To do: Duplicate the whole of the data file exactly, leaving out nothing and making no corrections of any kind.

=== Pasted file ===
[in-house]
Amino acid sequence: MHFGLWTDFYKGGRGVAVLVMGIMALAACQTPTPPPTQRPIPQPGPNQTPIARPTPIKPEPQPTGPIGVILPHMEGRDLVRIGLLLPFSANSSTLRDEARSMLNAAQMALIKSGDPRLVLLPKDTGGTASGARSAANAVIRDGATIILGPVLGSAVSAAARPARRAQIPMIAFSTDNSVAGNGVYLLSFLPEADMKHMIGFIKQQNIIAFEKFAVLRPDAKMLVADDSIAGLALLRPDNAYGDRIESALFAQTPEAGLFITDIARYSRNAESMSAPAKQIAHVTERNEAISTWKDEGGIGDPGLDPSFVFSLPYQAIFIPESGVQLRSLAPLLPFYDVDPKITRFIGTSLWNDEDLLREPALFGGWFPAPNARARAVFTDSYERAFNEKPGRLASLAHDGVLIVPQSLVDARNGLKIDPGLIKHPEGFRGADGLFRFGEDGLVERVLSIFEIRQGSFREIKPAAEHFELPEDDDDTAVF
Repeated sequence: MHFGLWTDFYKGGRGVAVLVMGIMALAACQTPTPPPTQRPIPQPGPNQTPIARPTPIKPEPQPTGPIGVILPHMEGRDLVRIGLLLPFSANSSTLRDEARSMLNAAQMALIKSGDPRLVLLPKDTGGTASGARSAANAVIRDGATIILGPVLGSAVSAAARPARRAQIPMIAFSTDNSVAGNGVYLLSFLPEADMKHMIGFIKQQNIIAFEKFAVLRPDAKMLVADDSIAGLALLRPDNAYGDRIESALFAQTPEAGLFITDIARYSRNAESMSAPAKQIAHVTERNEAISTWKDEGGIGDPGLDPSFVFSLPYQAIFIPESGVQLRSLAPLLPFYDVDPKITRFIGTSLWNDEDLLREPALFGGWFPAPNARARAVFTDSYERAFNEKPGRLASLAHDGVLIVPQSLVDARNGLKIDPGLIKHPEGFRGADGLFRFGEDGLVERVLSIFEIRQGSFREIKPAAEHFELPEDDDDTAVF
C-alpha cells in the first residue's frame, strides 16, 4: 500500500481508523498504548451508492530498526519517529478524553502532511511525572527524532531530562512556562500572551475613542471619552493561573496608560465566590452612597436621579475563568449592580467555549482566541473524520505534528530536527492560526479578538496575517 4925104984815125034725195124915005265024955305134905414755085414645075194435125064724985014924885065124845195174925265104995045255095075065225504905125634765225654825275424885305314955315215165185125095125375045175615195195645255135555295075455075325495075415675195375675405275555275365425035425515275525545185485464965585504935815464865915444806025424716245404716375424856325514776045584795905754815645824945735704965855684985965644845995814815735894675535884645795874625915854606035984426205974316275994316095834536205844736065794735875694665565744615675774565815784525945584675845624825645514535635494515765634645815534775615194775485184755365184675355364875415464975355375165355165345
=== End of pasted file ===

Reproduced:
[in-house]
Amino acid sequence: MHFGLWTDFYKGGRGVAVLVMGIMALAACQTPTPPPTQRPIPQPGPNQTPIARPTPIKPEPQPTGPIGVILPHMEGRDLVRIGLLLPFSANSSTLRDEARSMLNAAQMALIKSGDPRLVLLPKDTGGTASGARSAANAVIRDGATIILGPVLGSAVSAAARPARRAQIPMIAFSTDNSVAGNGVYLLSFLPEADMKHMIGFIKQQNIIAFEKFAVLRPDAKMLVADDSIAGLALLRPDNAYGDRIESALFAQTPEAGLFITDIARYSRNAESMSAPAKQIAHVTERNEAISTWKDEGGIGDPGLDPSFVFSLPYQAIFIPESGVQLRSLAPLLPFYDVDPKITRFIGTSLWNDEDLLREPALFGGWFPAPNARARAVFTDSYERAFNEKPGRLASLAHDGVLIVPQSLVDARNGLKIDPGLIKHPEGFRGADGLFRFGEDGLVERVLSIFEIRQGSFREIKPAAEHFELPEDDDDTAVF
Repeated sequence: MHFGLWTDFYKGGRGVAVLVMGIMALAACQTPTPPPTQRPIPQPGPNQTPIARPTPIKPEPQPTGPIGVILPHMEGRDLVRIGLLLPFSANSSTLRDEARSMLNAAQMALIKSGDPRLVLLPKDTGGTASGARSAANAVIRDGATIILGPVLGSAVSAAARPARRAQIPMIAFSTDNSVAGNGVYLLSFLPEADMKHMIGFIKQQNIIAFEKFAVLRPDAKMLVADDSIAGLALLRPDNAYGDRIESALFAQTPEAGLFITDIARYSRNAESMSAPAKQIAHVTERNEAISTWKDEGGIGDPGLDPSFVFSLPYQAIFIPESGVQLRSLAPLLPFYDVDPKITRFIGTSLWNDEDLLREPALFGGWFPAPNARARAVFTDSYERAFNEKPGRLASLAHDGVLIVPQSLVDARNGLKIDPGLIKHPEGFRGADGLFRFGEDGLVERVLSIFEIRQGSFREIKPAAEHFELPEDDDDTAVF
C-alpha cells in the first residue's frame, strides 16, 4: 500500500481508523498504548451508492530498526519517529478524553502532511511525572527524532531530562512556562500572551475613542471619552493561573496608560465566590452612597436621579475563568449592580467555549482566541473524520505534528530536527492560526479578538496575517 4925104984815125034725195124915005265024955305134905414755085414645075194435125064724985014924885065124845195174925265104995045255095075065225504905125634765225654825275424885305314955315215165185125095125375045175615195195645255135555295075455075325495075415675195375675405275555275365425035425515275525545185485464965585504935815464865915444806025424716245404716375424856325514776045584795905754815645824945735704965855684985965644845995814815735894675535884645795874625915854606035984426205974316275994316095834536205844736065794735875694665565744615675774565815784525945584675845624825645514535635494515765634645815534775615194775485184755365184675355364875415464975355375165355165345